Contributed by footnote: Conceived and designed the experiments: MAL LGSL CC TI GEG JBT CJR BRI YYS RJJ GS. Performed the experiments: MAL LGSL CC NL ML GEG CARJ CJR AAH BH. Analyzed the data: MAL CC GEG RJJ GS. Contributed reagents/materials/analysis tools: MAL RJJ. Wrote the paper: MAL RJJ.
Obesity, type 2 diabetes, and non-alcoholic fatty liver disease (NAFLD) are increasing throughout the world , . The current epidemics of these conditions have been linked to the increased intake in the last decades of added sugars (primarily in the form of sucrose and high fructose corn syrup, HFCS). A major component of added sugars is fructose, which constitutes 50% of the content of sucrose, and 55% of the most common form of HFCS. Fructose is distinct from glucose in its ability to induce features of metabolic syndrome (insulin resistance, fatty liver, dyslipidemia, and intraabdominal fat accumulation) both in humans ,  and laboratory animals . Of interest, the mechanism whereby fructose induces fatty liver appears to be independent of total energy intake. However, one common finding in clinical studies is that the effect of fructose to induce fatty liver and hypertriglyceridemia varies significantly between humans , ,  while the mechanism accounting for these differences in sensitivity to the effects of fructose remains unknown.
One key difference between fructose and glucose is in the initial metabolism. Fructose is metabolized in the liver by fructokinase (ketohexokinase, KHK), which uses ATP to phosphorylate fructose to fructose-1-phosphate. Unlike hexokinases, which phosphorylate glucose and have a negative feedback system to prevent excessive phosphorylation, KHK phosphorylates fructose as rapidly as it can, and this commonly leads to intracellular phosphate depletion. Lower intracellular phosphate levels result in the activation of AMP deaminase, which converts the AMP to IMP, inosine, and eventually uric acid. Uric acid then rises inside the cells and spills out into the circulation . Thus, fructose is distinct from glucose in its ability to cause intracellular phosphate depletion, ATP depletion, and uric acid generation in the liver , . Recently our group has shown that intracellular uric acid can induce inflammatory effects and oxidative stress in vascular cells and adipocytes , , .
Exposure to fructose is known to increase KHK expression in hepatocytes of animals ,  and humans  thus sensitizing the cells to its metabolic/lipogenic effects. In this manuscript, we studied the mechanisms whereby fructose up-regulates KHK expression in human hepatocytes. Here, we demonstrate that uric acid stimulates the up-regulation of KHK in response to fructose and that blockade of its production by inhibition of xanthine oxidase results in lower KHK levels and amelioration of the lipogenic effects of fructose. Conversely, fructose-induced lipogenesis was significantly increased in hepatocytes pre-exposed to uric acid in a dose-dependent manner. Therefore, the observed differences in responsiveness to fructose in humans could be accounted in part to the role that uric acid plays on the expression of KHK in hepatocytes.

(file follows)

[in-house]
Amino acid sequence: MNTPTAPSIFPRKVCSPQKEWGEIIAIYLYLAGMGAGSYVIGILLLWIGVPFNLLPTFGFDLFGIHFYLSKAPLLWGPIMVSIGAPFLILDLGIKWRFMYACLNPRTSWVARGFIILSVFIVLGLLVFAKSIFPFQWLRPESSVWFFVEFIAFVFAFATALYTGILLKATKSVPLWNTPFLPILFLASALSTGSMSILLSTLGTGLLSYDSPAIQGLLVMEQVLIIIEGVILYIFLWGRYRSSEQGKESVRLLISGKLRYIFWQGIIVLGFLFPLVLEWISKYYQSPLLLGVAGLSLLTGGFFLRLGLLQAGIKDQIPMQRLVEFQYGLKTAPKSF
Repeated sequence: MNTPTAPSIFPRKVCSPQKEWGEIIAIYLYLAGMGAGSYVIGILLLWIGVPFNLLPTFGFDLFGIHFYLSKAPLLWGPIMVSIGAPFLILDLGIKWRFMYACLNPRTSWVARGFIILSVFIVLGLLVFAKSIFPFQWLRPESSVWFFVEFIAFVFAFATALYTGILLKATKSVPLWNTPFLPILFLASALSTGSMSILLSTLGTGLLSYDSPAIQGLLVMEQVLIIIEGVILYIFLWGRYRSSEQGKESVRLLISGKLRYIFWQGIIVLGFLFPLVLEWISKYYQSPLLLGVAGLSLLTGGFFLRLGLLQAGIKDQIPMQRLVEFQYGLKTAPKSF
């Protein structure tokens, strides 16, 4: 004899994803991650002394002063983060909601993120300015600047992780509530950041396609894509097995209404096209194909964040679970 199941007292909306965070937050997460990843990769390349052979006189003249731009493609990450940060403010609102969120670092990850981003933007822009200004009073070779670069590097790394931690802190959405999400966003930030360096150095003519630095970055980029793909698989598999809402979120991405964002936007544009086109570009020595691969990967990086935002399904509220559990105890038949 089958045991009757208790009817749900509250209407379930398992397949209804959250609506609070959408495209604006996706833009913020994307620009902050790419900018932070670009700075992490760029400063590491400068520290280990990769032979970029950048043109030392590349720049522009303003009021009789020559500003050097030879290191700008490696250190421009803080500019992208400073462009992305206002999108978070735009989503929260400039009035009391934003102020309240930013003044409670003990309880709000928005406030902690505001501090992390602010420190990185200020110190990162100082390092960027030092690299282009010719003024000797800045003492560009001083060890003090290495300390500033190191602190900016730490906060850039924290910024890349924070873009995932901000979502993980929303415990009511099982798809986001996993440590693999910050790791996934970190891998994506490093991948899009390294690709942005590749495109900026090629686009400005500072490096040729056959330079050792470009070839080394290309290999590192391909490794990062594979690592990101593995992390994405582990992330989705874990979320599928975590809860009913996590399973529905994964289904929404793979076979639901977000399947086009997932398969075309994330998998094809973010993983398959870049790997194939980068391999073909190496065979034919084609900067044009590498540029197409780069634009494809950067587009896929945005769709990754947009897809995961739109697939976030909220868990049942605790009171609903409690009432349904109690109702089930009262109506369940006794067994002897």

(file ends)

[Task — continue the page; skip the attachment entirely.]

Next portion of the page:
See supplemental methods (Methods S1) for more details.
All Animal experiments were performed according to protocols approved by the University of Colorado Animal Care and Use Committee.
The established human hepatocyte cell line HepG2 was maintained as described elsewhere. Expression of KHK in HepG2 cells was stably silenced. Briefly, lentiviral particles codifying for a silencing sequence were obtained from Open Biosystems (KHK, Hunsville, AL). HepG2 cells previously treated with polybrene (10 µg/ml) were exposed to the lentiviral particles for 24 hours for transduction. After exposure, medium was removed and cells were incubated in normal media in the presence of puromycin (2 µg/ml) to select transducted cells. Clones with greater than 90% silencing as assessed by western blot analysis were selected from colonies growing in plates from a 10-fold dilution series in media prepared with 2 µg/ml puromycin antibiotic. In experiments involving allopurinol, probenecid and C75 treatment, cells were pre-incubated with these compounds for 8 hours prior exposure to fructose or uric acid.
Adult male Sprague-Dawley breeder rats (Charles Rivers, Wilmington, MA) were housed in the animal facility at the University of Colorado. Rats were kept under temperature- and humidity-controlled specific pathogen-free conditions and maintained on a 12 hour light-dark cycle. Animals received normal chow containing 18% protein and 6% fat (3.1 kcal/g of metabolizable energy) (2918, Harlan Laboratories, Madison, WI).The University of Colorado Animal Care and Use Committee approved the experimental protocols. Rats were randomly divided into three groups: Control (n = 6), fructose 10% in drinking water (n = 6) and fructose 10% with allopurinol (30 mg/kg) (n = 6). Rats received fructose for 10 days and water and food consumption was closely monitored. At sacrifice, serum and livers were collected. Liver was immediately processed for oil red O and PAS staining and snap frozen for protein, uric acid and triglyceride determination.
Levels of acetylated ChREBP in HepG2 cells were determined as described by Bricambert et al .